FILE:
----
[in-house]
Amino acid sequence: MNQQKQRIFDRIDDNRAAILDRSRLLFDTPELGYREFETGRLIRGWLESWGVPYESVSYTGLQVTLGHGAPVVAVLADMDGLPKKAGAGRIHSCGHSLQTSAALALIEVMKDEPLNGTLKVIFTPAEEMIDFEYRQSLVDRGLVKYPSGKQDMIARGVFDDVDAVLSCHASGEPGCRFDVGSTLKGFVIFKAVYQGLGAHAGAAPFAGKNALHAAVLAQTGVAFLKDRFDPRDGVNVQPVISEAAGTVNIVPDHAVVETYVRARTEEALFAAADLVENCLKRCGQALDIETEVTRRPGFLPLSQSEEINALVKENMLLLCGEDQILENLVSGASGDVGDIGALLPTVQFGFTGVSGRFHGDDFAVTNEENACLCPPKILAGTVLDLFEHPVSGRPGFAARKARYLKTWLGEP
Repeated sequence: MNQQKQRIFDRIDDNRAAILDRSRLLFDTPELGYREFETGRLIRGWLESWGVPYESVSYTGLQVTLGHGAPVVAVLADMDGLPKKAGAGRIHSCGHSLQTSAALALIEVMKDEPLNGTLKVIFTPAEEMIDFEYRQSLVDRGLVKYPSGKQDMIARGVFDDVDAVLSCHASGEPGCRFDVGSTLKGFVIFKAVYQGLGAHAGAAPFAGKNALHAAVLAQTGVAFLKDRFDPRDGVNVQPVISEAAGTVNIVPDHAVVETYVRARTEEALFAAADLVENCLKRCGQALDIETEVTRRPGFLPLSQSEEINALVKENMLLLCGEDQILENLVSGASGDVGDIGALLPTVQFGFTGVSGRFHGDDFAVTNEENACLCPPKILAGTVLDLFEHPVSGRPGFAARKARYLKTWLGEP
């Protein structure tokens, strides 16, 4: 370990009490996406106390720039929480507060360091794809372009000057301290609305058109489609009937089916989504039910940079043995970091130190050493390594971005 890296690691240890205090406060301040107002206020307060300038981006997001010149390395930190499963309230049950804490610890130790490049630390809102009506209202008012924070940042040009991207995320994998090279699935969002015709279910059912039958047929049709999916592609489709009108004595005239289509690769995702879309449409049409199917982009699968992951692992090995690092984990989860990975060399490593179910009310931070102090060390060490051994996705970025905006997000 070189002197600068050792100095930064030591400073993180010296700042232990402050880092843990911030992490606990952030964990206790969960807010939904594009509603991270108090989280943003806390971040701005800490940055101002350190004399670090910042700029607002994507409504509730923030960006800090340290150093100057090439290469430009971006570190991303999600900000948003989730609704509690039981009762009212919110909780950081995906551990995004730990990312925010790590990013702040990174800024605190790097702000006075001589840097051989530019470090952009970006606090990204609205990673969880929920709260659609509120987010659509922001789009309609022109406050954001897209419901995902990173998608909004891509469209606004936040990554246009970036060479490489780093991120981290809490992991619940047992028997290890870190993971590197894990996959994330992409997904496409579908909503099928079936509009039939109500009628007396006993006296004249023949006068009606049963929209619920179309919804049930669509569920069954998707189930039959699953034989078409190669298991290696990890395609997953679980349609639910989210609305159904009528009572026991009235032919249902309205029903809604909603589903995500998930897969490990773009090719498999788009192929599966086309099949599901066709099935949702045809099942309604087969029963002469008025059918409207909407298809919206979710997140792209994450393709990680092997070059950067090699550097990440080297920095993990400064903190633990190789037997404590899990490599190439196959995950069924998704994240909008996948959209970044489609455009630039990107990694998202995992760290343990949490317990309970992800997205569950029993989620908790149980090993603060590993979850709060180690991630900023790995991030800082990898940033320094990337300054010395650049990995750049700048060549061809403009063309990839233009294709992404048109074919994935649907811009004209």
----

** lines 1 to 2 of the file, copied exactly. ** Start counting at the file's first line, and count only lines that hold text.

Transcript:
[in-house]
Amino acid sequence: MNQQKQRIFDRIDDNRAAILDRSRLLFDTPELGYREFETGRLIRGWLESWGVPYESVSYTGLQVTLGHGAPVVAVLADMDGLPKKAGAGRIHSCGHSLQTSAALALIEVMKDEPLNGTLKVIFTPAEEMIDFEYRQSLVDRGLVKYPSGKQDMIARGVFDDVDAVLSCHASGEPGCRFDVGSTLKGFVIFKAVYQGLGAHAGAAPFAGKNALHAAVLAQTGVAFLKDRFDPRDGVNVQPVISEAAGTVNIVPDHAVVETYVRARTEEALFAAADLVENCLKRCGQALDIETEVTRRPGFLPLSQSEEINALVKENMLLLCGEDQILENLVSGASGDVGDIGALLPTVQFGFTGVSGRFHGDDFAVTNEENACLCPPKILAGTVLDLFEHPVSGRPGFAARKARYLKTWLGEP